"Upside Down" – curated by Kassandra Ramirez and Rachel Waesche

graphic depicting "Upside Down" photography exhibitionDAYTONA BEACH, Fla. (Nov. 26, 2019) - Two students in the photography program at Daytona State College collaborated to curate the second of an annual series of photo exhibitions at the College's News-Journal Center, located at 221 N. Beach St. in downtown Daytona Beach.

Students Kassandra Ramirez and Rachel Waesche decided on an exhibition theme and then placed a public call for art from DSC students. The two curators wanted to challenge the local pool of photographers and asked for a black and white image that incorporated some sort of reflection. The response from the DSC community was overwhelming.

This project began thanks to the philanthropic efforts of Gary R. Libby. The exhibition currently is on display through spring 2020 in the Gary R. Libby Gallery. Admission is free and open to the public.

Once the final selections had been made, it was just a short trip to the Southeast Museum of Photography to begin the task of framing the works and creating labels and signage. Under the tutelage of museum Director James Pearson, Ramirez and Waesche printed, framed and packed these photographs to transport to the News-Journal Center.

"The installation is a lot like the second draft of this process," said Pearson. "As much as you can conceptualize the exhibit beforehand, it's not until the pictures are in the space that you can tell which ones really fit with your theme and how they work together. Some of the photos make it all the way through the framing process, but still don't make the final cut."

The News-Journal Center is one of Daytona State's seven instructional sites. The facility is used by the College as a rehearsal and performance space for students to conduct musical and theatrical productions, and is where many official college events and ceremonies take place. The building also serves as a civic center, with many programs open to the public.

Libby is director emeritus of the Museum of Arts and Sciences in Daytona Beach, as well as a well-known author and lecturer. He has taken an interest in the education of DSC students by underwriting the 2018 renovation of this section of the center's lobby and funding an annual program for DSC students that culminates in the first of regular art exhibitions in this new gallery space. With his generosity, Libby enables students to gain the experience of curating and installing a photography exhibit, guided by the professionals at the Southeast Museum of Photography and the Southeast Center for Photographic Studies at Daytona State. Libby created and supports a similar program at the University of Florida for graduate students, but this engagement is the first of its kind at a state college level.

When asked about the opportunity from a student's perspective, Waesche was quick to reply, "It's exhilarating! I absolutely love seeing the project come to completion. It was a long process and required a lot of steps, and it has given me a much better appreciation for how galleries and museums operate."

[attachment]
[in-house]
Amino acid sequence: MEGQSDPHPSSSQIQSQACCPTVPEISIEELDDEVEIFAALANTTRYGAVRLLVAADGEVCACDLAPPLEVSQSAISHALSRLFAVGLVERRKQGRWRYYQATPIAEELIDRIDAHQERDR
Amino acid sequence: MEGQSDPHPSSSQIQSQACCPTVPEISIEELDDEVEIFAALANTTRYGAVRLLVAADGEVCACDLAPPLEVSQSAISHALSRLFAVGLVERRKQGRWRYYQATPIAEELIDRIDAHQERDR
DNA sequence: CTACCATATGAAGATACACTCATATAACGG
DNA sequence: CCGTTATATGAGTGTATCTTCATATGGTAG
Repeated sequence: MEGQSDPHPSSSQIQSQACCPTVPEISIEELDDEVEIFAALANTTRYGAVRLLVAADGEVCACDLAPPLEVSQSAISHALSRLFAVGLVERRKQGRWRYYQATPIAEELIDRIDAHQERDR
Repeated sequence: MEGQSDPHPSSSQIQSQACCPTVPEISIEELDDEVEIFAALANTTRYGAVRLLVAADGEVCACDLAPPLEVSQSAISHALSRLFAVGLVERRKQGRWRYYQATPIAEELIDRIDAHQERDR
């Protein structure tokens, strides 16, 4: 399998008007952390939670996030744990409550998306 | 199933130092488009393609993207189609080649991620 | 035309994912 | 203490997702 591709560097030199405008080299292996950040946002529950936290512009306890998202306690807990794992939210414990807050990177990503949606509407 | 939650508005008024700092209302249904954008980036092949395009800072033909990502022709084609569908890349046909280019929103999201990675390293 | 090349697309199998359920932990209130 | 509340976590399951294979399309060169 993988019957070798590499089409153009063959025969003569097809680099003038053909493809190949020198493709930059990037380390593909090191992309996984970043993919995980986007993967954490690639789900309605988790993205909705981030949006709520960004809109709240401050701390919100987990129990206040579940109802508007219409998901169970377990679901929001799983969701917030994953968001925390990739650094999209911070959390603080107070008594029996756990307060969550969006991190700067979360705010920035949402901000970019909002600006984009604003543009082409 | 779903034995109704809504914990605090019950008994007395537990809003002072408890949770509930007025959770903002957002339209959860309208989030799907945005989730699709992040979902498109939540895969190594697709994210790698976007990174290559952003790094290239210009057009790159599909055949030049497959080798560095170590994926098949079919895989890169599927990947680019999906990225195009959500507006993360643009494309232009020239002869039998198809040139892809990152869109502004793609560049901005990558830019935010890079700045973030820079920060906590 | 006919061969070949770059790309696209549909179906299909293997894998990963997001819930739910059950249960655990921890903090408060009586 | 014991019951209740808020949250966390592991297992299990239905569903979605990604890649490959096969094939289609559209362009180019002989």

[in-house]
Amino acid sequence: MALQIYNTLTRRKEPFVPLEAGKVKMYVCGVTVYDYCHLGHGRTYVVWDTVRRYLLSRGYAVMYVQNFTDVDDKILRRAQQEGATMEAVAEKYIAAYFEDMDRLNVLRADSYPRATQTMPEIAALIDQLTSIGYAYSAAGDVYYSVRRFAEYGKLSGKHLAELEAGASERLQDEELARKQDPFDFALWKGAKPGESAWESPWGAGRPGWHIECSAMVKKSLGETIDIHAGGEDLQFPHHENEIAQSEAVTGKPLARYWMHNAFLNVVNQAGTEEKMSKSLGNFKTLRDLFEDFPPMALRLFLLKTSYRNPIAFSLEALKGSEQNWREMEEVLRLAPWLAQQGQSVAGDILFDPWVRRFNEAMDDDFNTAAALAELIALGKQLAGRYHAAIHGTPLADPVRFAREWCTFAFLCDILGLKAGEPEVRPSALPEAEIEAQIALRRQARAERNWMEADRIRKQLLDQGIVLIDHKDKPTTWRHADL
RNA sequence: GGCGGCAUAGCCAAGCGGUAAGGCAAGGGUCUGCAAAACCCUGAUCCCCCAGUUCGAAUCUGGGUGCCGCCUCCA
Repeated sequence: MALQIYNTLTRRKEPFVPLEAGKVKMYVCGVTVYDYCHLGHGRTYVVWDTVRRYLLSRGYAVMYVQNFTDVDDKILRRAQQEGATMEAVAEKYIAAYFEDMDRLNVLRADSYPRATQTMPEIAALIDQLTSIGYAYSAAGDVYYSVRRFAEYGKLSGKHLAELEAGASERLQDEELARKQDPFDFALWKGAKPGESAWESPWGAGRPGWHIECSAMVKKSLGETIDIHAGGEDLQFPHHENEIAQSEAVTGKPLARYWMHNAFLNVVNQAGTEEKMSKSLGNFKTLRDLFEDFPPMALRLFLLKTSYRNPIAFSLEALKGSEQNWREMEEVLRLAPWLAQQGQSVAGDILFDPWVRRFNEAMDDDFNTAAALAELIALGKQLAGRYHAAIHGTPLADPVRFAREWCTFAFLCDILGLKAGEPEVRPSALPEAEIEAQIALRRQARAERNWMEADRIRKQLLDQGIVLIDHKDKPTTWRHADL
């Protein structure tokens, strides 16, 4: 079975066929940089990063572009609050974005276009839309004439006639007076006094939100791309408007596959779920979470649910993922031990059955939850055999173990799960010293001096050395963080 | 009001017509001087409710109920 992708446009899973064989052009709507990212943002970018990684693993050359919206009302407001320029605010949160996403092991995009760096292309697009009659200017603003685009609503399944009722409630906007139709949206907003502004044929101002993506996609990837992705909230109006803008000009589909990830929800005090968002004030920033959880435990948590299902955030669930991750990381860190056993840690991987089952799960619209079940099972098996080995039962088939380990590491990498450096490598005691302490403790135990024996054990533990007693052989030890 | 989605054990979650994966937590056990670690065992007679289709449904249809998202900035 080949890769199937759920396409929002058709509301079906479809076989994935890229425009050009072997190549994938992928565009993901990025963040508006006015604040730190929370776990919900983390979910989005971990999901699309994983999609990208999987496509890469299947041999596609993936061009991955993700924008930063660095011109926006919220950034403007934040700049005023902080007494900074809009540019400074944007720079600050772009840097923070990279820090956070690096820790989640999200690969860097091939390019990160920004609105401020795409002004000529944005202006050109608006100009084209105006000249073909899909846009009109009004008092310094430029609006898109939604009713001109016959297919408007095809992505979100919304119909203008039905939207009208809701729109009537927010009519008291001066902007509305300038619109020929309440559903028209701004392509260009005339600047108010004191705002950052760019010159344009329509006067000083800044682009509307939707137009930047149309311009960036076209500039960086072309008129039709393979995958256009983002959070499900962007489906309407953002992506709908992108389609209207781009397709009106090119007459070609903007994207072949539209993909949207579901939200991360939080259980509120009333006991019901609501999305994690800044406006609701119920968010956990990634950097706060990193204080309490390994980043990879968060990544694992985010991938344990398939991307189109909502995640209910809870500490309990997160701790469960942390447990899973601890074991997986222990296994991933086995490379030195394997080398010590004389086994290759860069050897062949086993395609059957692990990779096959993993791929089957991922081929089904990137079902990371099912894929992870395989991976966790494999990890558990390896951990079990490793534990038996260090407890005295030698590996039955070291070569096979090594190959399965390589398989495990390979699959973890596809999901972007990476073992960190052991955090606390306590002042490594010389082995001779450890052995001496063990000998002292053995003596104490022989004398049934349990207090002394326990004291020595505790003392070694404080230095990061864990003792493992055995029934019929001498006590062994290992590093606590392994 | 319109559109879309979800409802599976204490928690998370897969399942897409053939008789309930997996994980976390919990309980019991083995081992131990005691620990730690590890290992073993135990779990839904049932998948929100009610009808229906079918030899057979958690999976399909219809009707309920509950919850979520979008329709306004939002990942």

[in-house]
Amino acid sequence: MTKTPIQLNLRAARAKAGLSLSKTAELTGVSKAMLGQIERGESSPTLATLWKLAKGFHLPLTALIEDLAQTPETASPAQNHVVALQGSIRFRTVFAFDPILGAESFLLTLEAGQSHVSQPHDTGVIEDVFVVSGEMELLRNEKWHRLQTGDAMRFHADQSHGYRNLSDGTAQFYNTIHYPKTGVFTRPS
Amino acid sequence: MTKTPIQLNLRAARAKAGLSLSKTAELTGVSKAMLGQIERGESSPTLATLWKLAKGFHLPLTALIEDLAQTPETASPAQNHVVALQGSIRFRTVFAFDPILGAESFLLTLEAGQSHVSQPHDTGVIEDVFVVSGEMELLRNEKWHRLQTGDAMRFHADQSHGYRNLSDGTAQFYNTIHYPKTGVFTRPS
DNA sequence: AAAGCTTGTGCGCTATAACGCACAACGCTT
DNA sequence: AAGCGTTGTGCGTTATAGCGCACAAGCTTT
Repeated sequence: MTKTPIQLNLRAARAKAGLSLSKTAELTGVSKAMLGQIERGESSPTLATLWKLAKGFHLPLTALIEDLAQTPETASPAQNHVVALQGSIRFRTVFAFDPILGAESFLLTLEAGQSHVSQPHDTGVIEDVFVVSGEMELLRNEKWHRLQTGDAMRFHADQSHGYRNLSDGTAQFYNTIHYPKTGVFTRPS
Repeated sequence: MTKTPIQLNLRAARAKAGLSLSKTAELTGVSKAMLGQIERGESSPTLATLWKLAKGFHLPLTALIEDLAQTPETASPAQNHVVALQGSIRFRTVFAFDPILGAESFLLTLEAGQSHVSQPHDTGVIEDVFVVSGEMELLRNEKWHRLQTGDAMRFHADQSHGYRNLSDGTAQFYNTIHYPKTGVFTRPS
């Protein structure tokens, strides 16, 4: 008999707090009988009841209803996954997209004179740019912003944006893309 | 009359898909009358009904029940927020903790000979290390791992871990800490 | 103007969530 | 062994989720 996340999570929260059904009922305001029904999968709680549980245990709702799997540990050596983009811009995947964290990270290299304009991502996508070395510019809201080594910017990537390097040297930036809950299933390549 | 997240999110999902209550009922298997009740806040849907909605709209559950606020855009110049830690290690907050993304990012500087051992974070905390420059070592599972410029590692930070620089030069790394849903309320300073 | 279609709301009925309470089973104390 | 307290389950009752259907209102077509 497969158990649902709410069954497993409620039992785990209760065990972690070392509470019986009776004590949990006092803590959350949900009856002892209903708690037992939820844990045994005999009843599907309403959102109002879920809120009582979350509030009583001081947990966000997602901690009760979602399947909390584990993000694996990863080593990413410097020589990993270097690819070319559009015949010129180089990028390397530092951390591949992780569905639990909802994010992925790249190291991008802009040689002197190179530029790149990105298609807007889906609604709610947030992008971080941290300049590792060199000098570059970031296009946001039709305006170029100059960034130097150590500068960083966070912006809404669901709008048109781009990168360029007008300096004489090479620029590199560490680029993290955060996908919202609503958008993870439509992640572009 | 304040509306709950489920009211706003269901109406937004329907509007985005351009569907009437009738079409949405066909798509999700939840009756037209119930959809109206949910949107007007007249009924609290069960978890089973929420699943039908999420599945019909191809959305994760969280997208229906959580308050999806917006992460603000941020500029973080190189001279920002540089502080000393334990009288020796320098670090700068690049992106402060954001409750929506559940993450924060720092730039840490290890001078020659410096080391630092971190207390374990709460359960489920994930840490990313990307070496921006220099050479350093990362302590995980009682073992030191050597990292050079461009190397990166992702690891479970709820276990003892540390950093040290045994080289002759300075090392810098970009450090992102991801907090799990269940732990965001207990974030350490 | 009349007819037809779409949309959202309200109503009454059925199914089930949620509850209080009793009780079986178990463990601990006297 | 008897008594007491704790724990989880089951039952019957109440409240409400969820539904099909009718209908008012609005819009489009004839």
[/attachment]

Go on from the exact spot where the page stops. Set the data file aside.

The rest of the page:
Ramirez stated, "Reflection photography is so powerful and has many elements you can use that are limitless. Upside Down is a way to show your creativity with black and white to make it seem like a dark world. Photography is an escape for me, it allows me to be free and it is my therapy. I hope it is conveyed in this exhibition."

The News-Journal Center is open during regular semester hours and by appointment; closed during major holidays and college closures. For more information call (386) 506-3894, or email museum1@DaytonaState.edu. For details on how to enroll in DSC's Photographic Technology program, visit daytonastate.edu/photography or call (386) 506-3581.

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MORE: Offering more than 100 certificate, associate and bachelor’s degree programs, Daytona State College is the leader in education and workforce training needs of Volusia and Flagler counties and beyond for more than 60 years. The College enrolls nearly 25,000 students a year at its seven instructional sites, with graduates serving in critical fields including healthcare, emergency services/public safety, business, education, hospitality, engineering, technology, digital media, and more. 

Daytona State has been recognized as a leader in higher education numerous times, consistently by U.S. News & World Report, which ranks the College among the Top Tier Best Online Bachelor’s Programs. The U.S. Department of Education’s College Affordability and Transparency Center has ranked DSC among the top 50 most affordable public four-year institutions in the country, with less than half the tuition of the national average. Community College Week, a leading publication in higher education, annually continues to feature the college in its list of Top 100 Associate Degree Producers. And U.S. News & World Report has ranked DSC among its Top Online Bachelor’s Programs for Veterans multiple times.

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Chris Thomes, Chris.Thomes@DaytonaState.edu

Marketing & Communications, Marketing@DaytonaState.edu

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